So, I spilled my guts. I told him the dark and the ugly and the bad stuff. And we talked and talked and talked. We talked about how insecure it made me that his ex was in his extended friend circle still. And how I often felt like he wasn’t being completely with honest with me because he wasn’t open about his feelings. We talked about all the ways in which be both had failed to be our best selves because we were both scared of being hurt again. And we came to the conclusion that we need to communicate with each other in a more efficient and healthy way.

I acknowledged my flaws and faults. He acknowledged his. And we began again. We pledged for fight for what we had through thoughtful, honest communication.

Navigating Difficult Conversations in Relationships | Laurel and Iron

Because sometimes having the hard conversations is self-care. When something is bothering us. When we need something from someone else. When we are unable to sit with something, however big or small. When we are holding on to something, we aren’t practicing self-care. And when we aren’t taking care of ourselves, we can’t take care of others.

And through this new relationship, I learned…I learned that I was worthy of truthful, respectful communication. Even when the conversation is uncomfortable. Even when the conversation is difficult. I learned that I needed a different tactic in order to be a better partner. So, that’s what I did. I found a new way.

How do we approach these tricky discussions? The way we approach any other problem - with planning and practice.

  1. Get yourself right with Universe: Take time to do the introspective work. Get out your oracle cards, journal, or do a guided meditation for healing. Understand your role in situation. Understand your own short comings and get ready to bare them with grace because all communication is two-side. Don’t go into the conversation in the heat of the moment. Step away and take the time to come back to Earth.

  2. Practice makes perfect: Review the conversation with yourself, a therapist, your best friend, your sister. Or write it all down free form. Get your feelings out and sort through them. Going into the conversation off the cuff could lead to you saying something you don’t mean.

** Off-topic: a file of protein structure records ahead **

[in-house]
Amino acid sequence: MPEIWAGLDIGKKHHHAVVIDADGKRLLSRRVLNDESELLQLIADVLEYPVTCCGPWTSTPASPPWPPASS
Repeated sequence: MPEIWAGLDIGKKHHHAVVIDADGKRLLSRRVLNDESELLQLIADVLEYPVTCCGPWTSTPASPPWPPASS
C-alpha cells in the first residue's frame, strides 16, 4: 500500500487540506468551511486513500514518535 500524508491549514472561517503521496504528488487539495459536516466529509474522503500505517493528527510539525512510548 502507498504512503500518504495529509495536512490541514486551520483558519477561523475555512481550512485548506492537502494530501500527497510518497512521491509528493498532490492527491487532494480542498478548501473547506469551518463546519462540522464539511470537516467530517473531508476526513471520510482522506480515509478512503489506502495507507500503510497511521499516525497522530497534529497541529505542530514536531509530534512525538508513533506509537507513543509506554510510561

3. Don’t let it build up: Have the conversation before it explodes out of you like a verbal volcano. When something comes up, address it as soon as you can. If it comes up at a time that it would be inappropriate to address, remove yourself from the situation if need be.

  4. Pick a good time: Don’t have the conversation as your rushing out the door to a friend’s birthday party or a family gathering. Don’t do it in public. Choose the time wisely but don’t let it linger. Give yourself time and space to have a meaningful conversation.

  5. Use “I feel” statements: Saying “You never do the dishes” is going to put your partner on the defensive. Saying “I feel as if I do dishes more often and I would appreciate more help with that chore,” puts some of the onus on you. Because it really is about the two of you.

  6. Take breaks: If the conversation gets too heated, press pause and take a break. Collect yourself. Repeat steps 1 and 2 if necessary. Come back when you’re feeling calm and refreshed. Forget the old adage “Never go to bed angry.” How about “Never go to bed having ended a disagreement for the sake of ending a disagreement instead of coming to a thoughtful resolution,”? BUT…..

  7. Find a conclusion: It doesn’t have to the same day, week, or even month but if you don’t find a compromise or solution to the problem, it won’t magically disappear. It may come back bigger and badder. So, make sure you both feel like the chapter is closed.

  8. Keep up your end of the bargain: If you fought about the dishes and you agreed to do the dishes every other day. Do the dishes every other day as agreed upon. If you can’t keep up your end for some reason, communicate it back and put in a timeline for completing your part. “Hey bud, I didn’t get to the dishes tonight because I’m totally exhausted but I’m going tackle them in the morning.” If you find the agreement isn’t working for you, it’s time to revisit and come up with a new strategy. If your partner isn’t keep up their end of the bargain, address it with kindness. “How can I help make this agreement work for both of us?”

  9. Let by-gones be by-gones: In a fight about the dishes it is easy to bring up the time your partner failed to take the trash out to the curb last year because it adds weight to your argument. Don’t do it. Don’t give in to the temptation to rehash old hurts. You should have already found a conclusion to that issue and closed that chapter. It isn’t relevant to nor will it add value to conversation. You aren’t perfect either. Make like Elsa, and let it go. Can’t let the past go? Time to go back to step 1.

  10. End with love: Whenever it is time to conclude the conversation, end with love. Even if the relationship can’t survive the issue. Even if it’s time to move on. End with love for yourself, for your partner, for the abundant Universe that fills your life with all kinds of beauty and wonder.